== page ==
at Microsoft.Extensions.DependencyInjection.ServiceLookup.CallSiteVisitor`2.VisitCallSiteMain(ServiceCallSite callSite, TArgument argument)
         at Microsoft.Extensions.DependencyInjection.ServiceLookup.CallSiteRuntimeResolver.VisitRootCache(ServiceCallSite callSite, RuntimeResolverContext context)
         at Microsoft.Extensions.DependencyInjection.ServiceLookup.CallSiteVisitor`2.VisitCallSite(ServiceCallSite callSite, TArgument argument)
         at Microsoft.Extensions.DependencyInjection.ServiceLookup.CallSiteVisitor`2.VisitCallSiteMain(ServiceCallSite callSite, TArgument argument)
         at Microsoft.Extensions.DependencyInjection.ServiceLookup.CallSiteRuntimeResolver.VisitRootCache(ServiceCallSite callSite, RuntimeResolverContext context)
         at Microsoft.Extensions.DependencyInjection.ServiceLookup.CallSiteVisitor`2.VisitCallSite(ServiceCallSite callSite, TArgument argument)
         at Microsoft.Extensions.DependencyInjection.ServiceLookup.CallSiteVisitor`2.VisitCallSiteMain(ServiceCallSite callSite, TArgument argument)
         at Microsoft.Extensions.DependencyInjection.ServiceLookup.CallSiteRuntimeResolver.VisitRootCache(ServiceCallSite callSite, RuntimeResolverContext context)
         at Microsoft.Extensions.DependencyInjection.ServiceLookup.CallSiteVisitor`2.VisitCallSite(ServiceCallSite callSite, TArgument argument)
         at Microsoft.Extensions.DependencyInjection.ServiceLookup.CallSiteVisitor`2.VisitCallSiteMain(ServiceCallSite callSite, TArgument argument)
         at Microsoft.Extensions.DependencyInjection.ServiceLookup.CallSiteRuntimeResolver.VisitCache(ServiceCallSite callSite, RuntimeResolverContext context, ServiceProviderEngineScope serviceProviderEngine, RuntimeResolverLock lockType)
         at Microsoft.Extensions.DependencyInjection.ServiceLookup.CallSiteRuntimeResolver.VisitScopeCache(ServiceCallSite callSite, RuntimeResolverContext context)
         at Microsoft.Extensions.DependencyInjection.ServiceLookup.CallSiteVisitor`2.VisitCallSite(ServiceCallSite callSite, TArgument argument)
         at Microsoft.Extensions.DependencyInjection.ServiceLookup.CallSiteVisitor`2.VisitCallSiteMain(ServiceCallSite callSite, TArgument argument)
         at Microsoft.Extensions.DependencyInjection.ServiceLookup.CallSiteRuntimeResolver.VisitCache(ServiceCallSite callSite, RuntimeResolverContext context, ServiceProviderEngineScope serviceProviderEngine, RuntimeResolverLock lockType)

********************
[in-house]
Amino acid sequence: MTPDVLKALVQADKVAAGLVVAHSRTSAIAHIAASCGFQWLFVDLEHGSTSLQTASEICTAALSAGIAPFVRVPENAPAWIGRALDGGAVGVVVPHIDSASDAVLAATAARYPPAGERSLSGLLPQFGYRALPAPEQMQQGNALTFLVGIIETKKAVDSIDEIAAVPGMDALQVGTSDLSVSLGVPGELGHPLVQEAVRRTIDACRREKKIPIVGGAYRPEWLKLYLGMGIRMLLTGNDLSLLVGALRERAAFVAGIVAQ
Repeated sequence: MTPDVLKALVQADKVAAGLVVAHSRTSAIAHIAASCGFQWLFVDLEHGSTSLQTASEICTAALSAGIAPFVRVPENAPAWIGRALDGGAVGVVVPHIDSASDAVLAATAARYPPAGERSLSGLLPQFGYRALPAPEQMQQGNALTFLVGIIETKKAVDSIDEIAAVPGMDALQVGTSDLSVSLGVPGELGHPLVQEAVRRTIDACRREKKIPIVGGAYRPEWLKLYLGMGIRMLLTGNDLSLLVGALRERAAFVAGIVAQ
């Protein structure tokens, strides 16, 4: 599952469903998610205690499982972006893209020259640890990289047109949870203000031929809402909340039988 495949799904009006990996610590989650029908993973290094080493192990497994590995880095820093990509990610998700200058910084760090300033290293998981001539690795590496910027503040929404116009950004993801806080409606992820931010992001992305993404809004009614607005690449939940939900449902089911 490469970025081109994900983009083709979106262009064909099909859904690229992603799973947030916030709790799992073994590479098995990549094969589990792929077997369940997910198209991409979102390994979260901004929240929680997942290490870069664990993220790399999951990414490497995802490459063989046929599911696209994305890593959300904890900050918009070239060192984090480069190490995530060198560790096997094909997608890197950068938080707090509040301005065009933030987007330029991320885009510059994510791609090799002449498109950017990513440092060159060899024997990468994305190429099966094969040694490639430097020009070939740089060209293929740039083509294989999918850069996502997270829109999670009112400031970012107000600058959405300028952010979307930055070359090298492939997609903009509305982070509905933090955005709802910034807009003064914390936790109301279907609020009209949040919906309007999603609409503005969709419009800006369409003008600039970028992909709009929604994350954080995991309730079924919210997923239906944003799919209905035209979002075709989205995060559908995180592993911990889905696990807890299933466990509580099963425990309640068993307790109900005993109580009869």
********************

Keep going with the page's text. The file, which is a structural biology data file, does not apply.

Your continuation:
at Microsoft.Extensions.DependencyInjection.ServiceLookup.CallSiteRuntimeResolver.VisitScopeCache(ServiceCallSite callSite, RuntimeResolverContext context)
         at Microsoft.Extensions.DependencyInjection.ServiceLookup.CallSiteVisitor`2.VisitCallSite(ServiceCallSite callSite, TArgument argument)
         at Microsoft.Extensions.DependencyInjection.ServiceLookup.CallSiteRuntimeResolver.Resolve(ServiceCallSite callSite, ServiceProviderEngineScope scope)
         at Microsoft.Extensions.DependencyInjection.ServiceLookup.DynamicServiceProviderEngine.<>c__DisplayClass2_0.<RealizeService>b__0(ServiceProviderEngineScope scope)
         at Microsoft.Extensions.DependencyInjection.ServiceProviderServiceExtensions.GetRequiredService(IServiceProvider provider, Type serviceType)
         at Microsoft.Extensions.DependencyInjection.ServiceProviderServiceExtensions.GetRequiredService[T](IServiceProvider provider)
         at Microsoft.Extensions.DependencyInjection.SqlServerServiceCollectionExtensions.<>c.<AddEntityFrameworkSqlServer>b__1_2(IServiceProvider p)
         at Microsoft.Extensions.DependencyInjection.ServiceLookup.CallSiteVisitor`2.VisitCallSiteMain(ServiceCallSite callSite, TArgument argument)
         at Microsoft.Extensions.DependencyInjection.ServiceLookup.CallSiteRuntimeResolver.VisitCache(ServiceCallSite callSite, RuntimeResolverContext context, ServiceProviderEngineScope serviceProviderEngine, RuntimeResolverLock lockType)